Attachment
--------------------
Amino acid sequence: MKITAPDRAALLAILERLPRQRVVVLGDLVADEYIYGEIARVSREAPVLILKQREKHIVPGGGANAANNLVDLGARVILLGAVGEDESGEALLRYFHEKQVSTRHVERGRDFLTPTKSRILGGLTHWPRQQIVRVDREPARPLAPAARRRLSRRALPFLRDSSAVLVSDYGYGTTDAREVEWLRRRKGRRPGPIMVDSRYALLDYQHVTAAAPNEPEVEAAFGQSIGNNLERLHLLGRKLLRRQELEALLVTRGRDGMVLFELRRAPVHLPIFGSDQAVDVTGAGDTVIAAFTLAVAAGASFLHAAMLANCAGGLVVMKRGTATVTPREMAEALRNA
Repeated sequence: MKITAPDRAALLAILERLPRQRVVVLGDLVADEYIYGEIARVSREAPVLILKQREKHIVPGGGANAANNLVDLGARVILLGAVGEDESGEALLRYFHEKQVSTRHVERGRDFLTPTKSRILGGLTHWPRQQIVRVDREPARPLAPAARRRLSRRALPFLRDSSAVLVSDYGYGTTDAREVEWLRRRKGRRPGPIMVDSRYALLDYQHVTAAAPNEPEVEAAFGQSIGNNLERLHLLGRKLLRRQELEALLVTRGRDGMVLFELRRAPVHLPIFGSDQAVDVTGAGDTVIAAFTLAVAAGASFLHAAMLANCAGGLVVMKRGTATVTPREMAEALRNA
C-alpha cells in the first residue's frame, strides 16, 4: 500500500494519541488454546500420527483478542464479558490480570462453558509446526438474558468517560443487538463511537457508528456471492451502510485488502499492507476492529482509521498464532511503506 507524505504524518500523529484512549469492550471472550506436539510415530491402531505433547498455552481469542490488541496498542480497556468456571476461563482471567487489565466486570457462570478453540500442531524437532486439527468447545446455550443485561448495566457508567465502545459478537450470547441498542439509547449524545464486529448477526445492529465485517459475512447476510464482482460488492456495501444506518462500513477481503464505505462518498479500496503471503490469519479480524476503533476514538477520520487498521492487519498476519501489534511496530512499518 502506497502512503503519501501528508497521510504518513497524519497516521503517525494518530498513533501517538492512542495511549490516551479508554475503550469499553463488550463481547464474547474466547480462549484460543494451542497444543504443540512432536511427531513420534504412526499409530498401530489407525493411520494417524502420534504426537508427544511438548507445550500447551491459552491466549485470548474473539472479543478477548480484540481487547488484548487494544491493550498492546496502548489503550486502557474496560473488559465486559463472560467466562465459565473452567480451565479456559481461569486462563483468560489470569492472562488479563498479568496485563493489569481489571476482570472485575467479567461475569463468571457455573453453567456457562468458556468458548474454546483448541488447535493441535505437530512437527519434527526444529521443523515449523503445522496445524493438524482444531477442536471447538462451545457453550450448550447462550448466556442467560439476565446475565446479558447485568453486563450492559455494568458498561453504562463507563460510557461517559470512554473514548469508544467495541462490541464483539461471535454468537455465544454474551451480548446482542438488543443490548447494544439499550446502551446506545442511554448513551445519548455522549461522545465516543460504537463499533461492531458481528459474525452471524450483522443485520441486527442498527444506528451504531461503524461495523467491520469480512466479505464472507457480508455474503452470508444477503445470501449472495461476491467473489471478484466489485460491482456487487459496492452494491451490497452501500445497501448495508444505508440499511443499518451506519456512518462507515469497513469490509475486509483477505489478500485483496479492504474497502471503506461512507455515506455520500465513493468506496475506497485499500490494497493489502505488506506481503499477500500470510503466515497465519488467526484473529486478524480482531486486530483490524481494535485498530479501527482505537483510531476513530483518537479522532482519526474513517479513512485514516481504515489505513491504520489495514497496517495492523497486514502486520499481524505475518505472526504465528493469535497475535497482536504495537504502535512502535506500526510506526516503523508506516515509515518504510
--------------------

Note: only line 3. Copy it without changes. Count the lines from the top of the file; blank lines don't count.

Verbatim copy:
C-alpha cells in the first residue's frame, strides 16, 4: 500500500494519541488454546500420527483478542464479558490480570462453558509446526438474558468517560443487538463511537457508528456471492451502510485488502499492507476492529482509521498464532511503506 507524505504524518500523529484512549469492550471472550506436539510415530491402531505433547498455552481469542490488541496498542480497556468456571476461563482471567487489565466486570457462570478453540500442531524437532486439527468447545446455550443485561448495566457508567465502545459478537450470547441498542439509547449524545464486529448477526445492529465485517459475512447476510464482482460488492456495501444506518462500513477481503464505505462518498479500496503471503490469519479480524476503533476514538477520520487498521492487519498476519501489534511496530512499518 502506497502512503503519501501528508497521510504518513497524519497516521503517525494518530498513533501517538492512542495511549490516551479508554475503550469499553463488550463481547464474547474466547480462549484460543494451542497444543504443540512432536511427531513420534504412526499409530498401530489407525493411520494417524502420534504426537508427544511438548507445550500447551491459552491466549485470548474473539472479543478477548480484540481487547488484548487494544491493550498492546496502548489503550486502557474496560473488559465486559463472560467466562465459565473452567480451565479456559481461569486462563483468560489470569492472562488479563498479568496485563493489569481489571476482570472485575467479567461475569463468571457455573453453567456457562468458556468458548474454546483448541488447535493441535505437530512437527519434527526444529521443523515449523503445522496445524493438524482444531477442536471447538462451545457453550450448550447462550448466556442467560439476565446475565446479558447485568453486563450492559455494568458498561453504562463507563460510557461517559470512554473514548469508544467495541462490541464483539461471535454468537455465544454474551451480548446482542438488543443490548447494544439499550446502551446506545442511554448513551445519548455522549461522545465516543460504537463499533461492531458481528459474525452471524450483522443485520441486527442498527444506528451504531461503524461495523467491520469480512466479505464472507457480508455474503452470508444477503445470501449472495461476491467473489471478484466489485460491482456487487459496492452494491451490497452501500445497501448495508444505508440499511443499518451506519456512518462507515469497513469490509475486509483477505489478500485483496479492504474497502471503506461512507455515506455520500465513493468506496475506497485499500490494497493489502505488506506481503499477500500470510503466515497465519488467526484473529486478524480482531486486530483490524481494535485498530479501527482505537483510531476513530483518537479522532482519526474513517479513512485514516481504515489505513491504520489495514497496517495492523497486514502486520499481524505475518505472526504465528493469535497475535497482536504495537504502535512502535506500526510506526516503523508506516515509515518504510